To the Cabildo!

The word “cabildo” has been driving translators crazy all week, but these open citizen assemblies have been the inflection points of Venezuelan history for two centuries.

Photo: ABC Internacional retrieved

Let’s review the facts: an illegitimate ruler and people pushing back, gathering in cabildo retaking sovereignty and then calling for elections. Is the National Assembly deliberately following the script or is our history a script that we’re unaware of? Hard to say for the time being, but the historical perspective has never been more necessary.

All of this comes from the cabildos that attract huge crowds across the country, and I write it like that, in Spanish and italics, because their identity is different from other types of assemblies, coming directly from citizens and not just their representatives.

Called by the National Assembly, they’re one of those events where a long historical tradition, sometimes latent beneath the surface, bursts into the equation when least expected. Historical tradition draws Francisco Salias by the arm of Capitán General Vicente Emparan, taking the baton and shouting “¡A cabildo!”, an event of many intricacies that we tend to simplify today as “our first step towards independence.”

Cabildos are one of those events where a long historical tradition, sometimes latent beneath the surface, bursts into the equation when least expected.

This new call “to cabildo!” is surprisingly similar to the one made in 1810. We Venezuelans have made such an effort to connect the ups and downs of our political life with the independence epic that, when it finally happens, we don’t even notice.

On April 19, 1810, a date where the upheaval portrayed by Lovera was merely an instant, the first autonomous and truly independent government in Venezuela was established. Since there was no legitimate king in Madrid, but an usurper imposed by Napoleon, Joseph I, the people of Caracas declared that the pact with the monarchy controlling the country was broken. The assembly, which is the gathering of the people, or at least of its representatives, created a Junta, another typically Spanish institution, to rule in the king’s name. And that’s literal: the Junta, which soon became the Supreme Junta, took on the authority of His Royal Highness. Initially, Juan Vicente Emparan was offered the presidency of the Junta and, since he refused, he was removed from office and exiled.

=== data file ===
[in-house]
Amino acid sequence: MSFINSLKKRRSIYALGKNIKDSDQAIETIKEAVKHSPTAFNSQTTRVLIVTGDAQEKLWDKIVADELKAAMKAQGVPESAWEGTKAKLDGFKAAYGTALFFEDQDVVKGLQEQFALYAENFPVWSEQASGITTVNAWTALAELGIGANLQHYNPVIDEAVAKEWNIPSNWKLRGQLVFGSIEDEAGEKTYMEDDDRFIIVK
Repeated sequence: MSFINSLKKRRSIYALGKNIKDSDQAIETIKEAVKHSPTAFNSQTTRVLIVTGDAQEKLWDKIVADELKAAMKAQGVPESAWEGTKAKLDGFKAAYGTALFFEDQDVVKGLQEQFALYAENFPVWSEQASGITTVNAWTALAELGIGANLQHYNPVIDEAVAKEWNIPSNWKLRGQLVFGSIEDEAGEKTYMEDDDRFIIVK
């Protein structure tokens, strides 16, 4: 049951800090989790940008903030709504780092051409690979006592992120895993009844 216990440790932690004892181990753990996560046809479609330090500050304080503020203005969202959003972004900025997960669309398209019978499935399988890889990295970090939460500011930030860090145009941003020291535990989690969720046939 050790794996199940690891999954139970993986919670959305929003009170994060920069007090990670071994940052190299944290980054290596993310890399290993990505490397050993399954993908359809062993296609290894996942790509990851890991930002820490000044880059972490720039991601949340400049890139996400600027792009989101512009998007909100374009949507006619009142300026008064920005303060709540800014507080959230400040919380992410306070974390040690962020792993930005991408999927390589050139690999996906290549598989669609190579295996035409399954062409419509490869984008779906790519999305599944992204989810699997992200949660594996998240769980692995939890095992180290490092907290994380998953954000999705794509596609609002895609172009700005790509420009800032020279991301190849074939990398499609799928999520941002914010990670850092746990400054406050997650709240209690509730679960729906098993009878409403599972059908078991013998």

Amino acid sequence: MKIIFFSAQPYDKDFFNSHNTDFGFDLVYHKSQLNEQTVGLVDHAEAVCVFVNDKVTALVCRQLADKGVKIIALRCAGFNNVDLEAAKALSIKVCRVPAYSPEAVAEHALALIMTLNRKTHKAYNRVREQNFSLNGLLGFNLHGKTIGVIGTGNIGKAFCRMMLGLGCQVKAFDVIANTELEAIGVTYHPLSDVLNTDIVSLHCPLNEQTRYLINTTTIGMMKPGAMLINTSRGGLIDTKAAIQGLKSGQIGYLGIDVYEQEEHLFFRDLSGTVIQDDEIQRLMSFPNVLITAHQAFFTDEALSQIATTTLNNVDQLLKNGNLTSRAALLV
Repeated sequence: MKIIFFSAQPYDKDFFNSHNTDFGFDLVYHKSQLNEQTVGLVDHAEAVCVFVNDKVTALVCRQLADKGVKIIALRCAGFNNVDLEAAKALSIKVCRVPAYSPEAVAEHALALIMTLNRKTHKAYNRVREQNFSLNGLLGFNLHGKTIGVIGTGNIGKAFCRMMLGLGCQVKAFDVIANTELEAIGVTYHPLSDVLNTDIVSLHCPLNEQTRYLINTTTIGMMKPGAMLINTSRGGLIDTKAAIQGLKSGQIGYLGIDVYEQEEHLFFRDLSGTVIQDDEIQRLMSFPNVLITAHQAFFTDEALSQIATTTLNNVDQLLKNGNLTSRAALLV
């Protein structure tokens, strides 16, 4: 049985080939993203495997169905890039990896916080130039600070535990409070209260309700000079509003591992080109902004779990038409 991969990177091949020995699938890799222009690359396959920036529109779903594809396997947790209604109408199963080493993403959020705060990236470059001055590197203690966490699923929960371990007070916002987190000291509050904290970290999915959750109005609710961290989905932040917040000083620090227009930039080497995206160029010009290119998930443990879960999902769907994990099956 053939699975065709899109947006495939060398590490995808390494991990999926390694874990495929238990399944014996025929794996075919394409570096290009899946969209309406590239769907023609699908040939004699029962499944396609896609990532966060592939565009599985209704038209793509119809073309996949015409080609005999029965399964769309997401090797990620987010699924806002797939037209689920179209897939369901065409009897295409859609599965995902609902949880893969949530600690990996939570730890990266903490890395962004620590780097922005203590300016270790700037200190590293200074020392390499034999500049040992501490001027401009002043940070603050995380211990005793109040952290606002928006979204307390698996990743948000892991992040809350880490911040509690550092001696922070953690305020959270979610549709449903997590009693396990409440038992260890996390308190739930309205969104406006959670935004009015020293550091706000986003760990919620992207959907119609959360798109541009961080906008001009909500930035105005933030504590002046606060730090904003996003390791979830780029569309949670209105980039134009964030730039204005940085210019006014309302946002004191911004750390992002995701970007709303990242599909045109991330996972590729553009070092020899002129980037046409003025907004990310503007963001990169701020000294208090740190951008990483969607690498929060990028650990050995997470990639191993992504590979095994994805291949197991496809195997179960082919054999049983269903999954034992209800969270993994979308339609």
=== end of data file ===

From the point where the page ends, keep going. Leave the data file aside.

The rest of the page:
In the old Spanish judicial and political tradition, which is part of our roots, sovereignty has always resided on the people. The king was such because the people, or its representatives, gathered in cabildo, accepted and recognized his authority. If that agreement was broken in the absence of one of the parties, the king in this case, sovereignty reverted to the people. That’s why, when Joseph Bonaparte illegitimately takes the throne, the assembled representatives of Caracas took back Majesty and Authority, because they were always theirs and only temporarily yielded to the king. Essentially, this is the argument in our Declaration of Independence.

Cabildos were the ones who asked José Antonio Páez to call for a Congress separate from Bogotá’s.

When Gran Colombia was hit with crisis, back in 1829, once again cabildos and other gatherings of citizens convened all over Venezuela. They were the ones who asked José Antonio Páez to call for a Congress separate from Bogotá’s. That means that the process of independence and foundation of the Republic started and consolidated with a coalition of cabildos. The same happened during the Federal War. The judicial route was to gather citizen assemblies in each province conquered by the federalists, so they could decide to split the entity of the Republic of Venezuela and then join a new state, the United States of Venezuela. And although in later years, centralization restricted cabildos to the municipal scope, during Juan Vicente Gómez’s era and the governments that followed, municipal councils (technically, they’re gathered by cabildos) were the ones responsible for electing lawmakers which, in turn, elected the President of the Republic. Although this was a dictatorship and elections were worthless in practice, Gómez boasted his legitimacy thanks to a decision initially coming from cabildos.

Showing that history sometimes leaves fossilized traces of the past, cabildos are gathering in every city and even in their poorest neighborhoods. Just like in 1810, in 1829 or 1859, what we’re seeing is extremely serious. What happened in the past won’t necessarily happen the same way in the future, but it’s possible to identify the trends we’re part of and forecast their general direction. With the suits and courtesan manners depicted by Lovera, or with the ardour of later traditions, the call to cabildo may be the onset of a change that’s struggling to burst open.